Next to the stork, an immature Tricolored Heron also rested and preened.
Suddenly a Great Egret flew in and settled at the edge of the water near the heron. Both started running to the right and the stork rushed over to join them.
I could see the water was disturbed by a school of small fish. The trio began feeding together, and they moved further down the shoreline.
Then the egret seemed to see another school of fish back the other way. Both herons took flight, with the stork running along behind them.
Again they fished together...
...until once again they relocated to the edge of the lake immediately in back of our home. They were so close that I could not fit them all in a single frame with my 420 mm f/5.6 telephoto lens system, but I got some good shots when they passed along in front of me as I stood on the patio.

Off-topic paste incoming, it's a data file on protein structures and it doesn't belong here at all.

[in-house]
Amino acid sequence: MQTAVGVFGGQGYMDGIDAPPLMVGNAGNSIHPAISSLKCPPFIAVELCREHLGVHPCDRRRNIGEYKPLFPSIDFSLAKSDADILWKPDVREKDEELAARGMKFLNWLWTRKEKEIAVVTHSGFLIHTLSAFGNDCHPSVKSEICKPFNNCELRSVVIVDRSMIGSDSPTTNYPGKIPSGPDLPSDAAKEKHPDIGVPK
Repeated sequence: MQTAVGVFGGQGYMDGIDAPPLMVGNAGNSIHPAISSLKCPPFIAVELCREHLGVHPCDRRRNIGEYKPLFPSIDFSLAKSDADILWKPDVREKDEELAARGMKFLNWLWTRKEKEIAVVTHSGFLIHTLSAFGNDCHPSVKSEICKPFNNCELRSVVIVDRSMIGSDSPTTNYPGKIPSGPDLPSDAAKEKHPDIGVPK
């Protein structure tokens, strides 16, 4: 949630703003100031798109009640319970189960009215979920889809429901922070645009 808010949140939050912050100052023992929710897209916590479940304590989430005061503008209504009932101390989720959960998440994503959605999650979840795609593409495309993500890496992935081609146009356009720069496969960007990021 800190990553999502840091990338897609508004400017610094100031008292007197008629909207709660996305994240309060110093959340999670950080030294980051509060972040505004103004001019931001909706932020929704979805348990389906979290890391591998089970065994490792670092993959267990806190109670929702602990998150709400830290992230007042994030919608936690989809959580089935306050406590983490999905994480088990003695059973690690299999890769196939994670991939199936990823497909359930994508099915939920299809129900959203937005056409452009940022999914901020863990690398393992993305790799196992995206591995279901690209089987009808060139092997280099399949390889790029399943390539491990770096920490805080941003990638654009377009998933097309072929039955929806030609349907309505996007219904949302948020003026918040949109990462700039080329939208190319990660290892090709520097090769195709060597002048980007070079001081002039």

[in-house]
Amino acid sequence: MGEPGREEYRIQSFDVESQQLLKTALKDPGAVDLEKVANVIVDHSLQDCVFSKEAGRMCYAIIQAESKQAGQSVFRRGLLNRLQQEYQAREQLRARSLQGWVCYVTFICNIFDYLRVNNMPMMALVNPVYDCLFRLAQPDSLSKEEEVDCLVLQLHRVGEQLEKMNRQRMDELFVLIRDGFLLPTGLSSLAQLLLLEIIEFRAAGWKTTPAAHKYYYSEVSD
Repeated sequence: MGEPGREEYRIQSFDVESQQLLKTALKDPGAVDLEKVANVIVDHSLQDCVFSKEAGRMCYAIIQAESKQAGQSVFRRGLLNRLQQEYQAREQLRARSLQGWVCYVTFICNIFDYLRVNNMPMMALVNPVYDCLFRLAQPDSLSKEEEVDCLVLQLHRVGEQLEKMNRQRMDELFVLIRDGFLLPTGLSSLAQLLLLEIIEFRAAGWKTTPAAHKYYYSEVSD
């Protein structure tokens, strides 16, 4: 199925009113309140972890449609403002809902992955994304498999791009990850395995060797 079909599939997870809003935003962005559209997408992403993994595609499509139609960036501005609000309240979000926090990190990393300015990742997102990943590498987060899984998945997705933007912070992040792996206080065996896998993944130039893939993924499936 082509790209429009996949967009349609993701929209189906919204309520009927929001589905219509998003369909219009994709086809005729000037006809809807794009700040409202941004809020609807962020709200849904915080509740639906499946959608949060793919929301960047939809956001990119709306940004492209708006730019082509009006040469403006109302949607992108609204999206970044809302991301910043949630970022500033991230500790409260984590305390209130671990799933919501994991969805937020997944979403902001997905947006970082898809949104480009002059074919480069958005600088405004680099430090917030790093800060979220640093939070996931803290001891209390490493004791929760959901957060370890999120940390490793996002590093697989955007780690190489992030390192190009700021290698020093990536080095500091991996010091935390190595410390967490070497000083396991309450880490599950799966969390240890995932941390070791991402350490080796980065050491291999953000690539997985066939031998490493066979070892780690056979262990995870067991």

The Tricolored Heron led the charge excitedly, the feathers on its head erect.
The stork and egret were close behind.
The egret watched, ready to pounce on any fish that appeared as the stork shaded the surface and stirred the water.
As before, the egret sighted another school back where they had previously been fishing, and the trio flew over there.
I believe this is an example of commensalism, with all three species deriving mutual benefit of the others-- the sharp vision of the herons helped find the prey and the stork stirred the water with its foot as it probed, driving the fish out of hiding and thus aiding the herons.
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